Adobe and Salesforce in Close Race for Marketing Cloud

NEW YORK (TheStreet) -- Salesforce.com (CRM) CFO Graham Smith couldn't have picked a better time to leave the cloud computing giant, retiring at a time when a change of face at the CFO level probably wouldn't make a major difference to investors.

In its latest reported quarter, Salesforce produced a large display of above-target financial numbers, demonstrated "stickiness" with all-time low attrition rates and soaring large enterprise deals, and continued to stoke interest in its new sales leadership and strategies with the recently-introduced Salesforce1 platform. Shares quickly rebounded from news of Smith's retirement coupled with a wider GAAP loss.

The details of the earnings call last week once again underscored that it's essentially been smooth sailing for Salesforce's customer relationship management solutions business or sales cloud, by far the largest piece of its cloud solution. This business has basically been left unchallenged by competitors such as Oracle (ORCL), SAP (SAP) and Microsoft (MSFT), with the first two still unable to catch up to Salesforce after their delayed entry into the sales cloud.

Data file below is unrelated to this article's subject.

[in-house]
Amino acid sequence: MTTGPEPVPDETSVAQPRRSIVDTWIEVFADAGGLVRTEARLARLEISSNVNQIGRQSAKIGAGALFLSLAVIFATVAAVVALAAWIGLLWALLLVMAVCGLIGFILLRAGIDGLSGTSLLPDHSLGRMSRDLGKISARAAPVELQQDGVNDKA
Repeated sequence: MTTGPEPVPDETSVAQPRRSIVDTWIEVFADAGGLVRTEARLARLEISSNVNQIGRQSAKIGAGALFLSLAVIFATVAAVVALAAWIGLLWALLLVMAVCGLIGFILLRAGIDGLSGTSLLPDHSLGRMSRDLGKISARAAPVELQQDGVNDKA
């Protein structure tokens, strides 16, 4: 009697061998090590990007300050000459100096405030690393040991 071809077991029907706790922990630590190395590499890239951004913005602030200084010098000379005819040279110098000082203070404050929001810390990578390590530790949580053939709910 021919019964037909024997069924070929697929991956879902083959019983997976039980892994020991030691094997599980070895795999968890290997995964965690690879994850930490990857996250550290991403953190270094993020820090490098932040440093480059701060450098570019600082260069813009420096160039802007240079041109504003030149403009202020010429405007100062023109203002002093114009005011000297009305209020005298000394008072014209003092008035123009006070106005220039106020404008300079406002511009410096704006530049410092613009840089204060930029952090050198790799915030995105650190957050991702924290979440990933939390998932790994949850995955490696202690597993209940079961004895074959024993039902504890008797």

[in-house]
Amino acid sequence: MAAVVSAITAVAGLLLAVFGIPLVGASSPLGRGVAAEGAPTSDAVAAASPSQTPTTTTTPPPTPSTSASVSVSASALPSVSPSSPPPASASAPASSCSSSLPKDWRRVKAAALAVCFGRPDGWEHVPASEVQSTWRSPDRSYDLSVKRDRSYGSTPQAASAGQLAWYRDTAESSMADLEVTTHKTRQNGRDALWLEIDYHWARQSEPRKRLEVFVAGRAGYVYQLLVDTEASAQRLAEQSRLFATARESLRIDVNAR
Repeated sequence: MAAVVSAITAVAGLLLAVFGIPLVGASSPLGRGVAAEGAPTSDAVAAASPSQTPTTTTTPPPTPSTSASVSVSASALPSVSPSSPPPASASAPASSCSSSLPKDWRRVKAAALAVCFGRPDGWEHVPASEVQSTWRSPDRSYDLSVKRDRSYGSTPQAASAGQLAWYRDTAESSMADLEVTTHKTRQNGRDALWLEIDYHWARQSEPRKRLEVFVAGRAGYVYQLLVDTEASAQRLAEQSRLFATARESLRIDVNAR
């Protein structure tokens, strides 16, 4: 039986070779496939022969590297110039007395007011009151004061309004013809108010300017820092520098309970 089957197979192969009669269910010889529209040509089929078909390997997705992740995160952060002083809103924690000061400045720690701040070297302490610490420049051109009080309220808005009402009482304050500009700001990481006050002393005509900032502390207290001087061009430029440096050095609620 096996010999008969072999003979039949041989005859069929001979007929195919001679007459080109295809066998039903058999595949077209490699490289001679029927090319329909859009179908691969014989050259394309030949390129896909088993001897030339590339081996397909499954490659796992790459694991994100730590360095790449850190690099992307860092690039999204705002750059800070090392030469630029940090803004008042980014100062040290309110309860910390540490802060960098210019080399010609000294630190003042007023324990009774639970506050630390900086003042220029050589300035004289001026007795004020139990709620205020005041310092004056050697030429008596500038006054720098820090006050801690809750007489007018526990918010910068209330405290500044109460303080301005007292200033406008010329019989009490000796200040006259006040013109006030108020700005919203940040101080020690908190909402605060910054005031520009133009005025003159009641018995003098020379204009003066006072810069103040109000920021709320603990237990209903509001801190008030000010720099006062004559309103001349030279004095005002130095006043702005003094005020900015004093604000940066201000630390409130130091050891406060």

Meanwhile Microsoft Dynamics, which includes marketing solutions as well, made bets on a less profitable market, focusing on smaller companies when they should have been putting more effort into selling to large enterprises, which later turned out to be the heaviest adopters of the cloud.

Salesforce's recent Salesforce1 development has pushed it even further ahead of the curve. While the components of the platform in and of themselves are nothing new, the aggregation of these parts into one, one-stop, centralized solution that pulls together key elements of the company's CRM offerings plus aspects of the recently-bought ExactTarget digital marketing cloud platform has been widely praised for providing a rare alternative to the more tiring display of disjointed offerings currently crowding the market.

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